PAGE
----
It might be argued with Le Bon that he mistakes the skin eruption of a child for the senile gangrene of a nonagenarian, the hebephrenia of a youth for the homicidal mania of an old man. Since when do revolutions indicate decrepitude and death? None of the Hispanic American nations today displays the political and social misery which reigned in the Europe of feudalism. But the feudal epoch is considered a stage in evolution, whereas the era of Hispanic American revolutions is looked upon as an incurable, final state. We might also answer by confronting Le Bon the pessimist with Le Bon the optimist, [pitting] as one might say St. Augustine the Bishop against St. Augustine the pagan. "It is possible ," affirms Le Bon, "that after a series of profound calamities, convulsions almost never seen in history," the Latin peoples, taught by experience, "may attempt the arduous task of acquiring the qualities they lack in order henceforth to achieve success in life.... Apostles can accomplish much because they succeed in changing public opinion, and public opinion is queen today.... History is so full of the unforeseen, the world is undergoing such profound changes, that it is impossible today to foresee the destiny of empires." If it is impossible to foresee the fate of nations, how then announce the death of the Hispanic American republics? What the Latin Empires can achieve in Europe, may not the nations of similar origin attempt in the New World? Or are there two sociological laws, one for the Latins of America and another for the Latins of Europe? Perhaps. But happily, the assertions of Le Bon resemble nails which drive out each other.

     It appears, then, that while August Comte intended to make of sociology an eminently positive science, his heirs have converted it into a heap of ramblings without any scientific basis.


     In his Der Rassenkamph (Race Conflict) Ludwig Gumplowicz says that every important and powerful ethnic element seeks to make serve its ends any weak element found in its radius or which penetrates into it.7 First the Conquerors and then their descendants in the countries of America constituted an ethnic element sufficiently powerful to subjugate and exploit the indigenes. Although the statements of Las Casas are marred by exaggeration, it cannot be denied that in some American countries, thanks to the avaricious cruelty of the exploiters, the weak element was almost extinguished. The ants which domesticate grubs in order to milk them do not imitate the lack of foresight of the whites-they do not destroy the productive animal.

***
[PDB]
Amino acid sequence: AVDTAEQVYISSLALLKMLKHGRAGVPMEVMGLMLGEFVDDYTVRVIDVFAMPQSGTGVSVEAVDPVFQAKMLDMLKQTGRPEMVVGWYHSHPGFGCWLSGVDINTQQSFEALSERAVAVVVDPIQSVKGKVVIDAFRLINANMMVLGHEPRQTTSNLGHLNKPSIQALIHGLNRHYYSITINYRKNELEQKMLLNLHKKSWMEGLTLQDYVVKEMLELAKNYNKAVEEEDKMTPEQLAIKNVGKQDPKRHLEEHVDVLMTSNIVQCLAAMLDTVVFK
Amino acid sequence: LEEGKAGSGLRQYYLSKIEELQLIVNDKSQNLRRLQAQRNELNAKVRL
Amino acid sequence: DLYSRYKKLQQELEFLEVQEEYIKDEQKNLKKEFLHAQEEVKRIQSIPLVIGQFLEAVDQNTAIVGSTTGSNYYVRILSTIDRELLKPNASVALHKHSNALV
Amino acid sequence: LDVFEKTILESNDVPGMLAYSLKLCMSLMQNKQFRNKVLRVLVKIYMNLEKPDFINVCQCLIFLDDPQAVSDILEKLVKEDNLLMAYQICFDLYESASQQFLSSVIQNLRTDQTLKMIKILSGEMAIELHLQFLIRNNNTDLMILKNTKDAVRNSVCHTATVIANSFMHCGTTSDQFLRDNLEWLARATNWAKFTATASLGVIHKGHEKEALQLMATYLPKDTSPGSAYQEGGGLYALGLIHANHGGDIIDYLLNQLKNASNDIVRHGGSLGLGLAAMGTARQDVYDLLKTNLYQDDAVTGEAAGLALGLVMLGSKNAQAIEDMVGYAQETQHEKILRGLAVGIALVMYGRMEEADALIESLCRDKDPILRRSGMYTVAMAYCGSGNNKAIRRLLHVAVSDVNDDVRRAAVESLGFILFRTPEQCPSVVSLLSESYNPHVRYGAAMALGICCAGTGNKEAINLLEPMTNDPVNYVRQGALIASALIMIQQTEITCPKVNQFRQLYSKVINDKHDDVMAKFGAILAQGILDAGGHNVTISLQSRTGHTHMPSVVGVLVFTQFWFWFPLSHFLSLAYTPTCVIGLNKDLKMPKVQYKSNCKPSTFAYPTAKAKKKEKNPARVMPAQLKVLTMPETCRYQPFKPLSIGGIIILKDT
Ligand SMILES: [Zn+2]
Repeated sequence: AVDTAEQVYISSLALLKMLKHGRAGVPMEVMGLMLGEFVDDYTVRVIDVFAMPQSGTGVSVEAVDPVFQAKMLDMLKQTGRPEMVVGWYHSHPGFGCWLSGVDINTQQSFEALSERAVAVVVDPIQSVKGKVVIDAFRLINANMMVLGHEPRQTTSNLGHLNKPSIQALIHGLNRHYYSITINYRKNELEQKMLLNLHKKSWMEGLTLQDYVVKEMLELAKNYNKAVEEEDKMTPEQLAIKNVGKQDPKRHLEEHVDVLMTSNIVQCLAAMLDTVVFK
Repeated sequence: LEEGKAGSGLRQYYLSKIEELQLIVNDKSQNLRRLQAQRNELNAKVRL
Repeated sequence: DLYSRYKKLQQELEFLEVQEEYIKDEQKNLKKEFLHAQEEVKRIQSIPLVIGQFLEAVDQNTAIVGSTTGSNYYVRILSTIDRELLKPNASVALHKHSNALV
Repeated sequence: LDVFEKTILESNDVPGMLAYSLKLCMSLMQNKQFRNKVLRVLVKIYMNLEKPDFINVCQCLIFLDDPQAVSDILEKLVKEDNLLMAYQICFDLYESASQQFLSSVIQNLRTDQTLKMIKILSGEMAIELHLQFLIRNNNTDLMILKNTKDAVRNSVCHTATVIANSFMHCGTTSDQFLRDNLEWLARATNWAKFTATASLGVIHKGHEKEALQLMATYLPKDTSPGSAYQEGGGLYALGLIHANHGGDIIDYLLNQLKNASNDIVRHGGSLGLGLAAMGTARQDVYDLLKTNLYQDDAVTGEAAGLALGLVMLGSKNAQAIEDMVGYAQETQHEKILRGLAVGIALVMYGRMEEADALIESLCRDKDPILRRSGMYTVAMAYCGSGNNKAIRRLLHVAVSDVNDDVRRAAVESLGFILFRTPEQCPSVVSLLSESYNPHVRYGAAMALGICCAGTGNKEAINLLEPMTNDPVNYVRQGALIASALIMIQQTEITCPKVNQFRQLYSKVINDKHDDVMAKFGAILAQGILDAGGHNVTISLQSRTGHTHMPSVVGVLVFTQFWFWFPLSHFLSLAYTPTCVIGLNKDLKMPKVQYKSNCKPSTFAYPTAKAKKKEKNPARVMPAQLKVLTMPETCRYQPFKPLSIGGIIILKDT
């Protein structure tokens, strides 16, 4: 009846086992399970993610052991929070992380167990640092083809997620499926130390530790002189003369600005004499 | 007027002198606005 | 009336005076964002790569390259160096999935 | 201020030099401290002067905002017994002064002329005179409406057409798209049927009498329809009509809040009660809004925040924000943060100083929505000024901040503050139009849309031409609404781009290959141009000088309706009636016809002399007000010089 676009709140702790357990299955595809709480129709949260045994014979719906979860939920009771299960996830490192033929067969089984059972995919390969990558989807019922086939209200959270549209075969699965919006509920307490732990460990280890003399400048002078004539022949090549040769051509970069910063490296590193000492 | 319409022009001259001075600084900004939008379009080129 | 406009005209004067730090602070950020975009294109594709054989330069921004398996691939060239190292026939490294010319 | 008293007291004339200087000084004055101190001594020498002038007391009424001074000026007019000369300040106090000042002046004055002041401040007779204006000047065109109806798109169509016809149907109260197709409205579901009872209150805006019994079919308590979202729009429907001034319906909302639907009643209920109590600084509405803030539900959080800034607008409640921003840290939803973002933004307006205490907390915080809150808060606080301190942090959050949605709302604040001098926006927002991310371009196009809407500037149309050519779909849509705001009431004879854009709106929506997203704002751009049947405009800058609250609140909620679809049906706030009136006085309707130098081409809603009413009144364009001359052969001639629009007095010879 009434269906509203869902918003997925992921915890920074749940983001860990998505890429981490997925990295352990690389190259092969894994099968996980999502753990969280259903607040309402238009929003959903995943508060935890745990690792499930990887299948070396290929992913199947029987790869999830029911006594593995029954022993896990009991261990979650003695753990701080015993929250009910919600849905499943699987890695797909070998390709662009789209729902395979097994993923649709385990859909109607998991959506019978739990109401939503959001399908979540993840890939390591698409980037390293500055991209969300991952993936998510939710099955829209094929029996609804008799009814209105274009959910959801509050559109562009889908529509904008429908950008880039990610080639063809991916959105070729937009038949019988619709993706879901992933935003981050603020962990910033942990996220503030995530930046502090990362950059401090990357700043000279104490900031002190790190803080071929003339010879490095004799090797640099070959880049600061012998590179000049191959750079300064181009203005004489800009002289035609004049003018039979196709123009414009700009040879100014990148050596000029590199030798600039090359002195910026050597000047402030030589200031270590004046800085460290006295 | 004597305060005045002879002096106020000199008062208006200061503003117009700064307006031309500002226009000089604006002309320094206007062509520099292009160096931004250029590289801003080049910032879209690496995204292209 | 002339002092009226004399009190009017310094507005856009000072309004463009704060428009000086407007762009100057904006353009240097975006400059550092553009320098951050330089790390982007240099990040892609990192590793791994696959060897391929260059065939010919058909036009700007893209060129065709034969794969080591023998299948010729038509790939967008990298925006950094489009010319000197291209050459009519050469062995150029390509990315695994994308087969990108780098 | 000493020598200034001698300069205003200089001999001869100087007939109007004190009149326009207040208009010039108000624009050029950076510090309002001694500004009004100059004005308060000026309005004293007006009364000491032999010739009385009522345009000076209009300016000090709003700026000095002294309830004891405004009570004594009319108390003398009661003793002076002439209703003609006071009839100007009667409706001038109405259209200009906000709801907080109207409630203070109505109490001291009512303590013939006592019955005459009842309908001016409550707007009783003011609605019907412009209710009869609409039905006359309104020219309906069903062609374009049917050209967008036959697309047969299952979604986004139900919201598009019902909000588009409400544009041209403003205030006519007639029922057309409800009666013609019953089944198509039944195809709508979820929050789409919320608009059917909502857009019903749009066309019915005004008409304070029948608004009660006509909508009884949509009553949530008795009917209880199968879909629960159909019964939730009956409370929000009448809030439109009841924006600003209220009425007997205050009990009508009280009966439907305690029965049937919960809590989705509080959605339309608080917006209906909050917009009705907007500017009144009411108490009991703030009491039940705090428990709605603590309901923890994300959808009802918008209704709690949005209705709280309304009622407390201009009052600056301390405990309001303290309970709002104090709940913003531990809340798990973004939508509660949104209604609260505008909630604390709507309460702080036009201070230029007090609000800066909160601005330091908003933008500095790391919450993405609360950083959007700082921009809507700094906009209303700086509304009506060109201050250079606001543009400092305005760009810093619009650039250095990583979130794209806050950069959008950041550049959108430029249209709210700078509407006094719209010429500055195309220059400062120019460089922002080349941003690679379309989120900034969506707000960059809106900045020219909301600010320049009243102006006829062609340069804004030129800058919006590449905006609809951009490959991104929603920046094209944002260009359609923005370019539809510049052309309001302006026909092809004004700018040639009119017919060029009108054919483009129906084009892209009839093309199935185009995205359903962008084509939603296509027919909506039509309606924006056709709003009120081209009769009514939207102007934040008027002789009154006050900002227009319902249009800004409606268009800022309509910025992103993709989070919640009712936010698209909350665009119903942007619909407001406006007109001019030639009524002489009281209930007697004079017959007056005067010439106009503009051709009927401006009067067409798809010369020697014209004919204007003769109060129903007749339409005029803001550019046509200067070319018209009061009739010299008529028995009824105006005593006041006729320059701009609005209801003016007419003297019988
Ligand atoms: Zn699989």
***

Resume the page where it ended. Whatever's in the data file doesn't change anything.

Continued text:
To the theory of Gumplowicz should be added a law which has great influence in our way of life-when an individual rises above the level of his social class he usually becomes its worst enemy. During the time of black slavery there were no crueler overseers than the Blacks themselves. At the present time there are probably no harsher oppressors of the Indian than those very Indians who are Hispanicized and invested with some authority.

     The real tyrant of the masses, who uses certain Indians to exploit and oppress the others, is the half-caste, including in this term not only the cholo or mestizo of the sierra but also the mulatto and zambo of the coast.8 In Peru we see an ethnic stratification. Excluding Europeans and the small number of national or Creole whites, the population is divided into two parts, very unequal in quantity, the dominating half-castes and the dominated indigenes. One or two hundred thousand persons have been placed over three millions.

     There is a real offensive and defensive alliance based on exchange of services between the dominant group of the capital and those of the province. The political bosses (gamonal) of the sierra act as political agents for the overlords in Lima, and the overlords of Lima defend the political bosses of the sierra when they barbarously abuse the Indian. Few social groups have committed such iniquities or have such a black record as the Spaniards and half-castes of Peru. Revolutions, squandering, and bankruptcy seem like nothing compared with the glacial cupidity of the half-castes to squeeze the blood out of human flesh. The suffering and death of their fellow creatures matters very little to them when that suffering and death yields them a gain of a few soles.9 They decimate the Indian with their assessments and forced labor (mitas);10 they import the Black to make him groan under the lash of the overseer; they swallow up the Chinese, giving him a handful of rice for ten and even fifteen hours of work; they bring the East Indian from his islands to let him die of nostalgia in the slave quarters of the haciendas; today they are trying to bring in Japanese.... The Black seems to decline [in numbers], the Chinese is disappearing, the East Indian has left no trace, and the Japanese gives no sign of lending himself to slavery. But the Indian remains, since three hundred to four hundred years of cruelty have not succeeded in exterminating him. The vile creature obstinately insists on living!